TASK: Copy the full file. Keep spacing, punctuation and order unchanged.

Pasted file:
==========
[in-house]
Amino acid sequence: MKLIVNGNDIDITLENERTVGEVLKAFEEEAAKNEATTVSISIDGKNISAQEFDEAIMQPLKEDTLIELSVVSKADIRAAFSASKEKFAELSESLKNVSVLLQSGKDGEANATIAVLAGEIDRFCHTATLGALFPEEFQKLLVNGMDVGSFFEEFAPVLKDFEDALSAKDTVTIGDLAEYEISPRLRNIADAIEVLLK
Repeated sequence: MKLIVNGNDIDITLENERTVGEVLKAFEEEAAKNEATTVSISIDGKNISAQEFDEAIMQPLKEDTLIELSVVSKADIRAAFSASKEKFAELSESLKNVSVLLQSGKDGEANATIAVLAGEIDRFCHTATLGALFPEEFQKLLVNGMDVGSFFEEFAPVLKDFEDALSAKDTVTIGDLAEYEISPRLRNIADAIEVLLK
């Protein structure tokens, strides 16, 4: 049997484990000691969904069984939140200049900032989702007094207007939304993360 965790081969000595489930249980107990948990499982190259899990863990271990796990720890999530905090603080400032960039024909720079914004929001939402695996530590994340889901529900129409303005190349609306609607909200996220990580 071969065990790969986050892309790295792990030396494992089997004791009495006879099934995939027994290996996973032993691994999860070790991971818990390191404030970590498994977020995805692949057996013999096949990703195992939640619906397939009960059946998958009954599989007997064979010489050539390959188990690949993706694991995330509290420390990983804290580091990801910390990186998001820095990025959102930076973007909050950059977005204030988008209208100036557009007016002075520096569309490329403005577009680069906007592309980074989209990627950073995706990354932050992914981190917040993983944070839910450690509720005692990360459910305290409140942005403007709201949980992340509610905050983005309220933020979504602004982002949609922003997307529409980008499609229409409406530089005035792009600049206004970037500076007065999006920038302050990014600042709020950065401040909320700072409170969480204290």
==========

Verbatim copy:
[in-house]
Amino acid sequence: MKLIVNGNDIDITLENERTVGEVLKAFEEEAAKNEATTVSISIDGKNISAQEFDEAIMQPLKEDTLIELSVVSKADIRAAFSASKEKFAELSESLKNVSVLLQSGKDGEANATIAVLAGEIDRFCHTATLGALFPEEFQKLLVNGMDVGSFFEEFAPVLKDFEDALSAKDTVTIGDLAEYEISPRLRNIADAIEVLLK
Repeated sequence: MKLIVNGNDIDITLENERTVGEVLKAFEEEAAKNEATTVSISIDGKNISAQEFDEAIMQPLKEDTLIELSVVSKADIRAAFSASKEKFAELSESLKNVSVLLQSGKDGEANATIAVLAGEIDRFCHTATLGALFPEEFQKLLVNGMDVGSFFEEFAPVLKDFEDALSAKDTVTIGDLAEYEISPRLRNIADAIEVLLK
């Protein structure tokens, strides 16, 4: 049997484990000691969904069984939140200049900032989702007094207007939304993360 965790081969000595489930249980107990948990499982190259899990863990271990796990720890999530905090603080400032960039024909720079914004929001939402695996530590994340889901529900129409303005190349609306609607909200996220990580 071969065990790969986050892309790295792990030396494992089997004791009495006879099934995939027994290996996973032993691994999860070790991971818990390191404030970590498994977020995805692949057996013999096949990703195992939640619906397939009960059946998958009954599989007997064979010489050539390959188990690949993706694991995330509290420390990983804290580091990801910390990186998001820095990025959102930076973007909050950059977005204030988008209208100036557009007016002075520096569309490329403005577009680069906007592309980074989209990627950073995706990354932050992914981190917040993983944070839910450690509720005692990360459910305290409140942005403007709201949980992340509610905050983005309220933020979504602004982002949609922003997307529409980008499609229409409406530089005035792009600049206004970037500076007065999006920038302050990014600042709020950065401040909320700072409170969480204290």